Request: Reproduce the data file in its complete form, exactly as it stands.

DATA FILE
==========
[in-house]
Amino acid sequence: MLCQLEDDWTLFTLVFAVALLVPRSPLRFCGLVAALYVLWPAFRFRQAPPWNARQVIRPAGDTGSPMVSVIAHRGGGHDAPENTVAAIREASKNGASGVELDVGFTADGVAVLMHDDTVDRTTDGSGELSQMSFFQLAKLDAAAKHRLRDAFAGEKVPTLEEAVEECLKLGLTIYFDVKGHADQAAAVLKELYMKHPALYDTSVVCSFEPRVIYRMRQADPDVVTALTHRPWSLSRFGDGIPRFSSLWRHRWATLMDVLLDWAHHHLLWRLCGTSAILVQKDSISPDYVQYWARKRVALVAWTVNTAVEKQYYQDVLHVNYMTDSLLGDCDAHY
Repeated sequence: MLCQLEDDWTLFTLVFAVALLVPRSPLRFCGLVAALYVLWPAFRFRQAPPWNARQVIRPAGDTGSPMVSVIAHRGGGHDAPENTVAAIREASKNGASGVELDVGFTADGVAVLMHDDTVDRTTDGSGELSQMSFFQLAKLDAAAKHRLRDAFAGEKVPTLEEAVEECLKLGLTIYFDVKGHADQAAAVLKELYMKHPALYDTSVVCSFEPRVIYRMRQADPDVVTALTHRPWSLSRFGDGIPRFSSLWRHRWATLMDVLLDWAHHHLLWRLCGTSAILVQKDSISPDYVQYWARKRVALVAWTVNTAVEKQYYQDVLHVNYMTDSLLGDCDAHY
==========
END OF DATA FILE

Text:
[in-house]
Amino acid sequence: MLCQLEDDWTLFTLVFAVALLVPRSPLRFCGLVAALYVLWPAFRFRQAPPWNARQVIRPAGDTGSPMVSVIAHRGGGHDAPENTVAAIREASKNGASGVELDVGFTADGVAVLMHDDTVDRTTDGSGELSQMSFFQLAKLDAAAKHRLRDAFAGEKVPTLEEAVEECLKLGLTIYFDVKGHADQAAAVLKELYMKHPALYDTSVVCSFEPRVIYRMRQADPDVVTALTHRPWSLSRFGDGIPRFSSLWRHRWATLMDVLLDWAHHHLLWRLCGTSAILVQKDSISPDYVQYWARKRVALVAWTVNTAVEKQYYQDVLHVNYMTDSLLGDCDAHY
Repeated sequence: MLCQLEDDWTLFTLVFAVALLVPRSPLRFCGLVAALYVLWPAFRFRQAPPWNARQVIRPAGDTGSPMVSVIAHRGGGHDAPENTVAAIREASKNGASGVELDVGFTADGVAVLMHDDTVDRTTDGSGELSQMSFFQLAKLDAAAKHRLRDAFAGEKVPTLEEAVEECLKLGLTIYFDVKGHADQAAAVLKELYMKHPALYDTSVVCSFEPRVIYRMRQADPDVVTALTHRPWSLSRFGDGIPRFSSLWRHRWATLMDVLLDWAHHHLLWRLCGTSAILVQKDSISPDYVQYWARKRVALVAWTVNTAVEKQYYQDVLHVNYMTDSLLGDCDAHY